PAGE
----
ever saw, graceful, fundamentally proper

and his personality allowed him to wear

those clothes and he wore them very well.

That was him . . . we miss him dearly,

we really do.

 

 

LN: Tom Watson is getting another shot at

the Ryder Cup in 2014, any chance if asked

that you might be interested in giving it

another shot?

 

BC: The last one took years off of my

life! No, I probably wouldn't, I could

never have a better memory than in

Brookline . . . it can't get any better than that.

 

LN: 2013, How much are you going to play, what Design work is on the horizon?

 

BC: I may play a dozen tournaments, maybe. Design wise we have a couple of things to chase

after. There is a Dallas project, and we are doing a few things at Maidstone, some bunker work.

They have some gorgeous sandy ground and some outlines and pits that were there, so we

will be bringing them out. Also some things down the road at Shinnecock. It should be a fun year.

 

 


 


 

 



 
Matt Shaffer - Merion Golf Club PDF Print E-mail
Written by BRUNO   

 

The lineage of designers and Supers who have come through 450 Ardmore rd in the past

century is basically a who's who in American golf.Hugh Wilson designed what Jack Nicklaus

once deemed "acre for acre Merion might be the best test of golf in the world".William Flynn

(Shinnecock designer) was on hand to help with the finished product on the East course and

went on to become Merion's first caretaker, before continuing on as one of the most influential

course designers of all time.


Flynn's right hand man (and construction foreman of Merion), was Italian immigrant Joseph

Valentine.Mr.Valentine became the man who took Merion's turf and Agronomy in general to a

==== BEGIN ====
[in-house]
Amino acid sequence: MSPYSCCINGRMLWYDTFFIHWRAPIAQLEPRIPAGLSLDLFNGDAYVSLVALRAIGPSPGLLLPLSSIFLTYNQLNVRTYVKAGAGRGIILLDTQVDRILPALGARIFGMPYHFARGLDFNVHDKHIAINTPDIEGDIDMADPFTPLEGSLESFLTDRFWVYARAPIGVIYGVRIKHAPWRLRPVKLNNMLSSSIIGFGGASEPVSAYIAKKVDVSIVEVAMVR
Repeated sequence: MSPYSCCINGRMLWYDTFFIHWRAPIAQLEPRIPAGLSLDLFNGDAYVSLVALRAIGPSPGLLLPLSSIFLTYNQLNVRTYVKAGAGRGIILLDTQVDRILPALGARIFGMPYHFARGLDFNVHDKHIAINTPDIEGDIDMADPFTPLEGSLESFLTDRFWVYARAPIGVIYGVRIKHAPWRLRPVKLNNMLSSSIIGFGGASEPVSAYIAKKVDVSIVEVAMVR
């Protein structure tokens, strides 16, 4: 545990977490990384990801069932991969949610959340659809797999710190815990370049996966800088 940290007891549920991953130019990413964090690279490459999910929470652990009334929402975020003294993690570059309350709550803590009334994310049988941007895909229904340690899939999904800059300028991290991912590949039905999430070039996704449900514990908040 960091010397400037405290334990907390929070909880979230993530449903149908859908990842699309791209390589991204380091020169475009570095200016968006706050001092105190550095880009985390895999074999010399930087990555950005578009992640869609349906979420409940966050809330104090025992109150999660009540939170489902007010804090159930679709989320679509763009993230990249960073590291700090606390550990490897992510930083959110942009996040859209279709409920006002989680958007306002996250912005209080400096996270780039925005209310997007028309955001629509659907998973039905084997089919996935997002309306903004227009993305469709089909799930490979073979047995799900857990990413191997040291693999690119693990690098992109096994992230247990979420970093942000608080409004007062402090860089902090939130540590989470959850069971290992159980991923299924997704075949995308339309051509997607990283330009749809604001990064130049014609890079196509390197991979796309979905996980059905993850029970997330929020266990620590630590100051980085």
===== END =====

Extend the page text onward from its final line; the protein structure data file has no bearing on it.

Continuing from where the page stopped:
whole new level (he is credited with creating the foundation of perhaps the world's finest

Turfgrass program at Penn State University, at the Joseph Valentine Turfgrass Research

Center).After over half a century at Merion and 46 years at the helm, he turned it over to his

son Ritchie in 1962 who held the standards up for another 27 years.

 

The very first of these features, is a man who has the honor of preserving and presenting one

of most revered parcels of real estate in the history of the game: Merion Golf Club, in Ardmore,

Pennsylvania.

 

On July 4th, I was lucky enough to spend some time with the man in charge of the carpet

under the wickerbaskets: Matt Shaffer.

 

Shaffer clearly knows the lineage of his predessors, and he wears it well . . . he is a graduate

of the Penn State Turfgrass program (1974) and has worked at numerous clubs around the

nation, not the least of which is Augusta National Golf Club.In his decade at Merion, Matt and

his staff have prepared the East Course for a U.S Amateur (2005) and a Walker Cup (2009),

but not since 1981 has Merion hosted a professional Championship.In 2013, the best players in

the world will return to Merion for the U.S Open.

 

Matt Shaffer

 

LN: Supers and Grounds personnel are known for working large amounts

of hours, what are your hours during a typical week?

 

MS: Usually I'm here about 72 hours a week, six 12hour days . . . some

of the other guys like Arron McCurdy our Superintendent work over 80

hours.

 

LN: Merion is hosting the Open here in 2013, what sort of course

preparations will you do prior to the event ?

 

MS: The usual things like extending a few tees and narrowing fairways,

which will change some of the clubs players choose from the tee box on

many holes (on #2 Shaffer showed me where the new rough line would

start . . . good luck hitting that fairway with a driver).We may modify a

green or two, and firm the place up a bit, but the club and its members

are determined to challenge the best players in the world as it has always

been here, at under 7,000 yards.

 

LN: Why did you come to Merion?

 

MS: Merion is the perfect fit for me, I've had opportunities to go other

places, but have turned them down . . . because it just didn't feel right.

 

LN: It's clear that Merion is not your typical American golf course . . .

how is Merion compared to the typical American club ?

 

MS: They (Merion) have the same mentality as I do, I'm an edgy guy.

We're all about playability, if it looks good that's great, but we are not

going to compromise playing conditions for aesthetics.

 

LN: Do you think Americans are influenced by TV and infatuated with lush and green?

 

MS: Yes, I was overseas in Scotland talking to the Superintendent of a links

course, I asked him about fertilizer use, how often he feeds the turf.He could

not remember ever using it, so he calls his father over (who was the Super